Hans Christian Andersen wrote the story about two scam artists who called themselves weavers and declared they could make a marvelous suit of clothes. Not only was it unparalleled in beauty, but it carried the added characteristic that it couldn't be seen by someone that was unfit for their positions, stupid, or incompetent. Well, you know the story. The emperor ordered a set and paid big bucks and sent advisers to check on the progress and eventually put them on and walked out to show. No one said anything about the absence of the clothes because everyone knew that if you didn't see them, it was because you were unfit for your positions, stupid, or incompetent. A small child finally called out, "He isn't wearing anything at all!" and the whole thing collapsed.
Now, lots of scholarly people have written lots of scholarly things about the meaning and intent of Andersen's tale. It was political satire against the emperor. It was about maintaining the courage of one's convictions. It was about the expansion of democratic power. Right. Better minds than I, I suppose. What I see is today's perspective. They tell us, "If you believe that gender is accurately recorded on a birth certificate, you're a bigot." They assure us, "If you don't embrace the beliefs and values of others, you're intolerant." They are quite sure that if you don't agree with them on the redefinition of marriage or the celebration of sexual immorality or the like, you're "on the wrong side of history".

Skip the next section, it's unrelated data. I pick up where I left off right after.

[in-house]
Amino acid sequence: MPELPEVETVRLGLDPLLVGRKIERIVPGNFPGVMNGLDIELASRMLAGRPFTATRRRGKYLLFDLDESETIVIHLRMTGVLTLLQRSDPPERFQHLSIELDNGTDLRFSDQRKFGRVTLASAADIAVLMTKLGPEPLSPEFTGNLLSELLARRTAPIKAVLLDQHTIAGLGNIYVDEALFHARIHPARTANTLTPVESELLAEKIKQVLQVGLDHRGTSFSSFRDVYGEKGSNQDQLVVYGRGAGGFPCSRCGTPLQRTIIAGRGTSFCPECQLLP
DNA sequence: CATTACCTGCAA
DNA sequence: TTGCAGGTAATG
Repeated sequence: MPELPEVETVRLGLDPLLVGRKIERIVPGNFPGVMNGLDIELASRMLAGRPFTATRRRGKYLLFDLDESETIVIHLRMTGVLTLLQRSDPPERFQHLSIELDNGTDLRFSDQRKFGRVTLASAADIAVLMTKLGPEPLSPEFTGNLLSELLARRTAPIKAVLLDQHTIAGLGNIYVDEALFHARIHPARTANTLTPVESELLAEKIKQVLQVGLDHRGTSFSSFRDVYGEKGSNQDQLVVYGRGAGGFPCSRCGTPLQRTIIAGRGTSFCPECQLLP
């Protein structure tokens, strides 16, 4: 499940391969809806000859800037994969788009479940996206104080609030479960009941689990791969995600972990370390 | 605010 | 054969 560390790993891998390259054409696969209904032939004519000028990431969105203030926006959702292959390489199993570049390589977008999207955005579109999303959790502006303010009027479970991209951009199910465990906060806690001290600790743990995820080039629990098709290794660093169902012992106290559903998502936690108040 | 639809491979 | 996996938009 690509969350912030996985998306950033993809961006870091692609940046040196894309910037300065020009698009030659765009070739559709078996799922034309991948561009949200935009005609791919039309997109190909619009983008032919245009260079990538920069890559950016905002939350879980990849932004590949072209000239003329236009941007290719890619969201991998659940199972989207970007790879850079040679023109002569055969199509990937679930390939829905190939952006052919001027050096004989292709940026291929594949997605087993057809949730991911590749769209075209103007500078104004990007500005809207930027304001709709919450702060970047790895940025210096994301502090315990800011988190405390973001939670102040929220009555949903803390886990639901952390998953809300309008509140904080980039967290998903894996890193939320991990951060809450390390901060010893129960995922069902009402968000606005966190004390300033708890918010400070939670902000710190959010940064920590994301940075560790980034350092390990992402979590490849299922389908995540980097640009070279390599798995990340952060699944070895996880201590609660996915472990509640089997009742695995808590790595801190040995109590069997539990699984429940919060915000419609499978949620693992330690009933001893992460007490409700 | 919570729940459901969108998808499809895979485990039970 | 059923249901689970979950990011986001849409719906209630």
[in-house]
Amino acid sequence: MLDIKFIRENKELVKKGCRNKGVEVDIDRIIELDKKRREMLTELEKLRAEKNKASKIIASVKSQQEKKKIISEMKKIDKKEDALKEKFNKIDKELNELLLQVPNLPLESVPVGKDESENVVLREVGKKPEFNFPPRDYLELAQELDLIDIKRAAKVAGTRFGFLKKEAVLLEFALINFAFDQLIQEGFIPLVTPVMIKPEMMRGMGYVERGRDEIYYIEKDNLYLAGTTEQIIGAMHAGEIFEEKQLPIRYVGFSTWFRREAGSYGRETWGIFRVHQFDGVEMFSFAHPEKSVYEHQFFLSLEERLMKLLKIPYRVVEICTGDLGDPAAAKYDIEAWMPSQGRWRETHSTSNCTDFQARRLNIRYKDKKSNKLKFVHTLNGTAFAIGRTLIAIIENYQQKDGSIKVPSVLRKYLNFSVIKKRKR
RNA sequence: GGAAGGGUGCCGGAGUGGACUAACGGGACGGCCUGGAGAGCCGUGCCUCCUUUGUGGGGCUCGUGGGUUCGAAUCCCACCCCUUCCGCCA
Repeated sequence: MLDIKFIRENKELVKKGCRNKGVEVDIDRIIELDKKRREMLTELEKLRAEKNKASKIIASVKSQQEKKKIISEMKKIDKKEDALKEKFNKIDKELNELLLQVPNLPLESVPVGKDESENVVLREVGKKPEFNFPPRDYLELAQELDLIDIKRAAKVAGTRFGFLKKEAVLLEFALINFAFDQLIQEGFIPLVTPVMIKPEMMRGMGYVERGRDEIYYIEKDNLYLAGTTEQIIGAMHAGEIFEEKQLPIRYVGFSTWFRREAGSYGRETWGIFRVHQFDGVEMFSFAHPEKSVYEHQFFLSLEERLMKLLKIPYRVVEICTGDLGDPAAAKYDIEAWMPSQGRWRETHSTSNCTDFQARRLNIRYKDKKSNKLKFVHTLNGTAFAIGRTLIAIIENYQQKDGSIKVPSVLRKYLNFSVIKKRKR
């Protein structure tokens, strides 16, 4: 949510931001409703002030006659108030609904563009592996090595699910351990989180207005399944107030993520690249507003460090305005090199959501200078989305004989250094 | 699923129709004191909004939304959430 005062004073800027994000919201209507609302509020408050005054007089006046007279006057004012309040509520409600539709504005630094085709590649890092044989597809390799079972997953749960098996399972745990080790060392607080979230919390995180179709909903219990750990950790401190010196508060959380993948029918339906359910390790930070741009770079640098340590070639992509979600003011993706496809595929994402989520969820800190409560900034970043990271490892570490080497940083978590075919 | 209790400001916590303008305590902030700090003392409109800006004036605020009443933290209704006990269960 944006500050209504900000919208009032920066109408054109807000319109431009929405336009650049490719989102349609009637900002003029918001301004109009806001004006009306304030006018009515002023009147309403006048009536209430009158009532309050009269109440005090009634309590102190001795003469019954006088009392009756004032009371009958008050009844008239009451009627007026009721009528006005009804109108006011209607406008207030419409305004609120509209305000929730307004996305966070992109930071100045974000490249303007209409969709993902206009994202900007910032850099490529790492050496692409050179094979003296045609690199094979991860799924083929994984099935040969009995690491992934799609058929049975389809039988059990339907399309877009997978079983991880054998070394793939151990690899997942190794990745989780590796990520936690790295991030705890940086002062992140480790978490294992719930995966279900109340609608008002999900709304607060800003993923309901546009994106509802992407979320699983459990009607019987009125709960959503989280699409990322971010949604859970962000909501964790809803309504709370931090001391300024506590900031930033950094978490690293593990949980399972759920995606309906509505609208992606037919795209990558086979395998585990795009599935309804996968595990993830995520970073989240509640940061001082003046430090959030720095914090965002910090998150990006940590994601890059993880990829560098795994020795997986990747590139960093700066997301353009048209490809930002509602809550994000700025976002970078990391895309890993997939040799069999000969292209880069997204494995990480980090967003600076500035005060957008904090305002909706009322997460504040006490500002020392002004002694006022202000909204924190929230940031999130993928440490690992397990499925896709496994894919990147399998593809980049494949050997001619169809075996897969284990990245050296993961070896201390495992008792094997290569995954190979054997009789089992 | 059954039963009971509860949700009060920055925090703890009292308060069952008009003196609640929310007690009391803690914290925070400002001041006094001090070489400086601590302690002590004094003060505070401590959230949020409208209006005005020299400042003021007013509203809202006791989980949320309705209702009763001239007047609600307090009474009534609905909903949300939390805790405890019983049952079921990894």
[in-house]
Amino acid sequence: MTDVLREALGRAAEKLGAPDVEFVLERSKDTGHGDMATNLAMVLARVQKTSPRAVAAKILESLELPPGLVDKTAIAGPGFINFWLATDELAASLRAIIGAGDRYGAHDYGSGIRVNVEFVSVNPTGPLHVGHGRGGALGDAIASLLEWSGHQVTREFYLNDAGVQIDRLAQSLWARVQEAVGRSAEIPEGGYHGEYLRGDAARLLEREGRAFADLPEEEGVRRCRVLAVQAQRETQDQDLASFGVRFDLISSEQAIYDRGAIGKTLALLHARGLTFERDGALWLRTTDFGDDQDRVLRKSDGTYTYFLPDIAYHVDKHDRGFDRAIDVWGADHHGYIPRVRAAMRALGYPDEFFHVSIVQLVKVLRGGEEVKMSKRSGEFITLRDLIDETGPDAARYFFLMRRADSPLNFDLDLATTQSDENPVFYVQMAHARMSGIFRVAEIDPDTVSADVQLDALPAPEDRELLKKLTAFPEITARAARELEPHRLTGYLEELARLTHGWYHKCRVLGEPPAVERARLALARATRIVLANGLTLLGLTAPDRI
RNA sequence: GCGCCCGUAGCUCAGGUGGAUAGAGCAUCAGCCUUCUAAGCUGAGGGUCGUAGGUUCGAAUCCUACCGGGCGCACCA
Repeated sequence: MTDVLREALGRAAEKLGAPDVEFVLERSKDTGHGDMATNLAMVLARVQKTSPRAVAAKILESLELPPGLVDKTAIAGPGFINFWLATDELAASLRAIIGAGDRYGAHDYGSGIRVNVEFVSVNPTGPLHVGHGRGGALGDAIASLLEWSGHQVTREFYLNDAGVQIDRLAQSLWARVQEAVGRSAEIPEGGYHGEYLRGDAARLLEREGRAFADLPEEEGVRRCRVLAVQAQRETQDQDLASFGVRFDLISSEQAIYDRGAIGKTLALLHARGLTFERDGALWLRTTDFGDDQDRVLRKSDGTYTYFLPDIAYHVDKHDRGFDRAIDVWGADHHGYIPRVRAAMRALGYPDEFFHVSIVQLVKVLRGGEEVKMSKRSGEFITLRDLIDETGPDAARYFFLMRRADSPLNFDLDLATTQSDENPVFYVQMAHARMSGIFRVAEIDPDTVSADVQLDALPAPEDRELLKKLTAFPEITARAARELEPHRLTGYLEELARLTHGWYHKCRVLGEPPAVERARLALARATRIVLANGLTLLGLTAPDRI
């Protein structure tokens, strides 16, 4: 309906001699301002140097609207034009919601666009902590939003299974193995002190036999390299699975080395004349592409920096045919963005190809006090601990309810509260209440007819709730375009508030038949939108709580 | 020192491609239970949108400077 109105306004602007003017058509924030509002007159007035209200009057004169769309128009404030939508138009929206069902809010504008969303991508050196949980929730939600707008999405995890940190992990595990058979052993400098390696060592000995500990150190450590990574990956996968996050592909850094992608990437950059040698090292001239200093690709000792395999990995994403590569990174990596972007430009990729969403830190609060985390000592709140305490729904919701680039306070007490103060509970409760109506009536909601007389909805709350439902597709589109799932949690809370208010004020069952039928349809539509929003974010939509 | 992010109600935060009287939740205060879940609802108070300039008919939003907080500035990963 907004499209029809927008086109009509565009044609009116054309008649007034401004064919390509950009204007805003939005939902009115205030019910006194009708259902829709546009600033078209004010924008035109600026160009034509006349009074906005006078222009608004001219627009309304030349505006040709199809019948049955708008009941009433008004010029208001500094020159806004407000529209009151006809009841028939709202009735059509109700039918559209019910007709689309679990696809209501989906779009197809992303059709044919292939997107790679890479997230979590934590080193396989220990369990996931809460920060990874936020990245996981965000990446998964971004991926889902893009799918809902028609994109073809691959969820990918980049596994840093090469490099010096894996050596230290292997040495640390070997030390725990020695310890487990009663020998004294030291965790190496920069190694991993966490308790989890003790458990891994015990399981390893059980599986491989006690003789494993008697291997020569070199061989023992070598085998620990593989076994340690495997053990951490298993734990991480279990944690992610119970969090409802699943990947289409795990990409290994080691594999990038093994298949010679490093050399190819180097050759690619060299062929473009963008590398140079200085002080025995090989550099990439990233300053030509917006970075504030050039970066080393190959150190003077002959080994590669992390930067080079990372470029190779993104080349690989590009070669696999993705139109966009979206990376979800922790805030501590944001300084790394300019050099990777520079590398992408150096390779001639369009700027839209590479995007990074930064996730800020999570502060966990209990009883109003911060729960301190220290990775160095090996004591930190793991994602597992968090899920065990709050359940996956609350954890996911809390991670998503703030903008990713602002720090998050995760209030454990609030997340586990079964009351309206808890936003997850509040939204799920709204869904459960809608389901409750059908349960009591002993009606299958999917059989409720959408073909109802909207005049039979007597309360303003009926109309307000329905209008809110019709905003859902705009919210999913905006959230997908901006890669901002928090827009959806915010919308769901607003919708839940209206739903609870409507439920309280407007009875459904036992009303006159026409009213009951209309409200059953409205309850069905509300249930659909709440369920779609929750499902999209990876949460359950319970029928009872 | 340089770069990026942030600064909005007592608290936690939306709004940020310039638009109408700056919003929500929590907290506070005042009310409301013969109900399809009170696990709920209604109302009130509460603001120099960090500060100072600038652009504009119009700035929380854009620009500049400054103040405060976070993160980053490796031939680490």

A left-leaning mom in California wrote a blog entry about an experience she had with her kids at Disneyland. A clearly male guy walked into the women's bathroom. No one said a thing. Some fled. "There were women and small children using the restroom and this man was walking around knowing no one would say anything." Why? "We had been culturally bullied into silenced."
It's not hate to be concerned for the eternal soul of another person engaged in sexual immorality, adultery, homosexual behavior, theft, or the rest (1 Cor 6:9-10). It's not bigotry to call sin sin. It's not sexism to agree with God regarding submission of wives to husbands (Eph 5:22-24; 1 Peter 3:1-6) or excluding women from church leadership (1 Tim 2:12-14). It's not wrong to side with God. We need to remain like that child (Matt 18:3). "He isn't wearing anything at all!"